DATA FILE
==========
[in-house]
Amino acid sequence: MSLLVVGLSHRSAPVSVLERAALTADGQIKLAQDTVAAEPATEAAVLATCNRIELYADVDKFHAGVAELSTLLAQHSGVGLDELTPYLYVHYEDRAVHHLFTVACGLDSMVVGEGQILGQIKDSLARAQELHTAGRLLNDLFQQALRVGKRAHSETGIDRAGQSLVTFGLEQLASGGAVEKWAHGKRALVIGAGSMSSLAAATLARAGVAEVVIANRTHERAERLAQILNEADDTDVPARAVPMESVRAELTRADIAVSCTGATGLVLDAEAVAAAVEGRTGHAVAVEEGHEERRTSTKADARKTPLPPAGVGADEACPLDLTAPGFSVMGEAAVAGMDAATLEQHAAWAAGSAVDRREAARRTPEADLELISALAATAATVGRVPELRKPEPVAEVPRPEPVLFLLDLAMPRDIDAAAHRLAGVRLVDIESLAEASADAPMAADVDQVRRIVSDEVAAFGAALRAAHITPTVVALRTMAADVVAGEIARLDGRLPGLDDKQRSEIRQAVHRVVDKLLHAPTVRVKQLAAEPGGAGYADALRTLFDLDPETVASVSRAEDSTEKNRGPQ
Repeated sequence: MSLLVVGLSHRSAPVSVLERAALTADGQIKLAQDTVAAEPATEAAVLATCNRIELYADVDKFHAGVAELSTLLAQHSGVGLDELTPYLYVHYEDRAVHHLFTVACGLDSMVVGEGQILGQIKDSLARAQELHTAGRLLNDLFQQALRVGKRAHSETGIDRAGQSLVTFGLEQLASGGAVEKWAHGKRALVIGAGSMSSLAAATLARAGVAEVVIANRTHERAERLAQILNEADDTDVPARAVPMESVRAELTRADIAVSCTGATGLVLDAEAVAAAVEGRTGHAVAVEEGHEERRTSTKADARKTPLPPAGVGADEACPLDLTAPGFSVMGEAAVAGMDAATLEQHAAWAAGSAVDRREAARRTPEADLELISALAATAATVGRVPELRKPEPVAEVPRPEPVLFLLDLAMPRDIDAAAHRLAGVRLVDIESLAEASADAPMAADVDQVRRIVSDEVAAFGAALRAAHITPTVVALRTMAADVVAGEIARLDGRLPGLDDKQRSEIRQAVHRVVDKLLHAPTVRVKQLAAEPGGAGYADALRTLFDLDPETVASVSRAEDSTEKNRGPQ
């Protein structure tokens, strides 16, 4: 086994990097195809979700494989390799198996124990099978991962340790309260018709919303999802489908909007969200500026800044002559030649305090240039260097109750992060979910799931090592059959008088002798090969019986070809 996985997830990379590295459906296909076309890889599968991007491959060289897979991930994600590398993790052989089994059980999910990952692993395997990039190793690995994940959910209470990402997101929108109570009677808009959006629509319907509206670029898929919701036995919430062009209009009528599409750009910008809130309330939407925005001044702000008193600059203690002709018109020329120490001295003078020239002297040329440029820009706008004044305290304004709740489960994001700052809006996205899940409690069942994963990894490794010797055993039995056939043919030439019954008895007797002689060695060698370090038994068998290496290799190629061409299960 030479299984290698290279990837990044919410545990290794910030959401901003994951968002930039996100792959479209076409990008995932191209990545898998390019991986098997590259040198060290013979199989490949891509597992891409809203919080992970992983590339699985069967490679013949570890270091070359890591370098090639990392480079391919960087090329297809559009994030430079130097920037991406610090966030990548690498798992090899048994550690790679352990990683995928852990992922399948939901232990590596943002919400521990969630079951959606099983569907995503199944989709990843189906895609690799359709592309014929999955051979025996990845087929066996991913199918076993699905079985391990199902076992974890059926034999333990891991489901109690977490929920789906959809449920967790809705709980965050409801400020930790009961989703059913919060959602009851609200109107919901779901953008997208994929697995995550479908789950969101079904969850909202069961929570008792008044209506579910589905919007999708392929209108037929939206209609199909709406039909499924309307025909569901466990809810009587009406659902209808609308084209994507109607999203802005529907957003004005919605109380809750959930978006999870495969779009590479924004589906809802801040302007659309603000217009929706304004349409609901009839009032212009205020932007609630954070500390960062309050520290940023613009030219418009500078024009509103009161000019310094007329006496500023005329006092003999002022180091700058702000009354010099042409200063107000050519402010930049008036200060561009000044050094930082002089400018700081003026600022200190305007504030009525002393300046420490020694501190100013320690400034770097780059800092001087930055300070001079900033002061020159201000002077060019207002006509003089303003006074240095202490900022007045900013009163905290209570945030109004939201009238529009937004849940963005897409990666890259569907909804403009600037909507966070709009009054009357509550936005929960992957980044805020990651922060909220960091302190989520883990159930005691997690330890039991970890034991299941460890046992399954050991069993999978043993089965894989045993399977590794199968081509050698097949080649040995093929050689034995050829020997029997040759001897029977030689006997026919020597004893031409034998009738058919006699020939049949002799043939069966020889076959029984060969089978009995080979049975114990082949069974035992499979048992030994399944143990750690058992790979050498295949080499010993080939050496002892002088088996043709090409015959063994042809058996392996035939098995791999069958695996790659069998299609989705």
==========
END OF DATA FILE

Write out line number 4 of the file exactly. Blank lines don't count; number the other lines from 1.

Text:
């Protein structure tokens, strides 16, 4: 086994990097195809979700494989390799198996124990099978991962340790309260018709919303999802489908909007969200500026800044002559030649305090240039260097109750992060979910799931090592059959008088002798090969019986070809 996985997830990379590295459906296909076309890889599968991007491959060289897979991930994600590398993790052989089994059980999910990952692993395997990039190793690995994940959910209470990402997101929108109570009677808009959006629509319907509206670029898929919701036995919430062009209009009528599409750009910008809130309330939407925005001044702000008193600059203690002709018109020329120490001295003078020239002297040329440029820009706008004044305290304004709740489960994001700052809006996205899940409690069942994963990894490794010797055993039995056939043919030439019954008895007797002689060695060698370090038994068998290496290799190629061409299960 030479299984290698290279990837990044919410545990290794910030959401901003994951968002930039996100792959479209076409990008995932191209990545898998390019991986098997590259040198060290013979199989490949891509597992891409809203919080992970992983590339699985069967490679013949570890270091070359890591370098090639990392480079391919960087090329297809559009994030430079130097920037991406610090966030990548690498798992090899048994550690790679352990990683995928852990992922399948939901232990590596943002919400521990969630079951959606099983569907995503199944989709990843189906895609690799359709592309014929999955051979025996990845087929066996991913199918076993699905079985391990199902076992974890059926034999333990891991489901109690977490929920789906959809449920967790809705709980965050409801400020930790009961989703059913919060959602009851609200109107919901779901953008997208994929697995995550479908789950969101079904969850909202069961929570008792008044209506579910589905919007999708392929209108037929939206209609199909709406039909499924309307025909569901466990809810009587009406659902209808609308084209994507109607999203802005529907957003004005919605109380809750959930978006999870495969779009590479924004589906809802801040302007659309603000217009929706304004349409609901009839009032212009205020932007609630954070500390960062309050520290940023613009030219418009500078024009509103009161000019310094007329006496500023005329006092003999002022180091700058702000009354010099042409200063107000050519402010930049008036200060561009000044050094930082002089400018700081003026600022200190305007504030009525002393300046420490020694501190100013320690400034770097780059800092001087930055300070001079900033002061020159201000002077060019207002006509003089303003006074240095202490900022007045900013009163905290209570945030109004939201009238529009937004849940963005897409990666890259569907909804403009600037909507966070709009009054009357509550936005929960992957980044805020990651922060909220960091302190989520883990159930005691997690330890039991970890034991299941460890046992399954050991069993999978043993089965894989045993399977590794199968081509050698097949080649040995093929050689034995050829020997029997040759001897029977030689006997026919020597004893031409034998009738058919006699020939049949002799043939069966020889076959029984060969089978009995080979049975114990082949069974035992499979048992030994399944143990750690058992790979050498295949080499010993080939050496002892002088088996043709090409015959063994042809058996392996035939098995791999069958695996790659069998299609989705």